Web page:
Paris: Three-time champions New Zealand and three-time runners-up France will square off in a blockbuster opening match of the 2023 Rugby World Cup, organizers announced on Friday.
The two nations have combined to deliver some of the most storied matches in the tournament's history, including the 1987 and 2011 finals, both won by the All Blacks.
Host France and New Zealand will kick off the 10th edition on Friday, 8 September, 2023 at Paris' Stade de France.
The national stadium sees two-time champion Australia playing the following day against a European side yet to be decided in Pool C. Ireland will open on the same Saturday in wine-growing Bordeaux, also against a European team in Pool B.
A blockbuster opening weekend features the 2019 finalists in action down south in Marseille. Defending champions South Africa will start their bid for a record fourth world title against Scotland in Pool B on 10 September, one day after beaten finalists England " the 2003 champions " takes on Argentina in Pool D at the 67,000-capacity Stade Velodrome.
Wales and flamboyant Fiji meet in Pool C on 10 September in Bordeaux in what is usually a spectacular affair, full of feisty, attacking rugby. Their final group game at the 2019 World Cup in Japan ended in an incident packed 29-17 win for Wales.
The 20-team tournament has been expanded to eight weeks with player welfare in mind. An increased squad of 33 players, with at least five days between matches for all teams, will help recovery time and preparation.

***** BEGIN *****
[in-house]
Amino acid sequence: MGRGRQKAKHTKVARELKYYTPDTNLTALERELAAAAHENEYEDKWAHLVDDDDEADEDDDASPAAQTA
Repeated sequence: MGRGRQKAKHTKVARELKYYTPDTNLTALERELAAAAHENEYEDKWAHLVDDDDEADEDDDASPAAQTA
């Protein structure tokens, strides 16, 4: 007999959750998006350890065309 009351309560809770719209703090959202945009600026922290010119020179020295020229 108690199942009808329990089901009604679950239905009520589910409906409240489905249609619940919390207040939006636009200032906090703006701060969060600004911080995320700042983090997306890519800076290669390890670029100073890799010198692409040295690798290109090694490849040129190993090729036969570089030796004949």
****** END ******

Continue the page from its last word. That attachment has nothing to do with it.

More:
Matches will be held in nine cities across France with each city hosting a minimum of four games. All matches will take place between Wednesday and Sunday to maximize fan attendance, organizers said, adding that ticketing details will be announced next Thursday.
"It has been developed with teams and fans at heart and we are confident it will provide the best possible platform for a thrilling, historic and very special Rugby World Cup," World Rugby chairman Bill Beaumont said. "I know I speak for fans around the world when I say that 2023 cannot come fast enough."
Vice chairman Bernard Laporte expressed his optimism that the tournament will capture the imagination of the public, like it did when France lost hosted it in 2007.
"It has everything: the world's 20 best teams, 48 games and 51 days of celebration," said Laporte, who coached France in 2007 and is now president of the French Rugby Federation. "This match schedule will delight all rugby lovers around the world. We have given each host city the opportunity to shine."
The top two sides from each pool go through to the quarterfinals.
The pool phase for the 2023 tournament concludes with Six Nations rivals Scotland and Ireland meeting in Paris on 7 October and fan-favorite Japan facing Argentina in Nantes on 8 October.
Stade Velodrome and Stade de France share the quarter-finals.
The 80,000-capacity Stade de France will host the final on 28 October, as well as the semi-finals and the third-place playoff.
The New Zealand-France game in Pool A evokes memories of the dramatic 1999 semi-finals and 2007 quarter-finals, both won by Les Tricolores.
New Zealand have never lost a pool match at a World Cup.
France should benefit from playing at home, and is on the rise with one of the most talented young squads in the international game.
Australia is chasing its first crown since beating France in '99.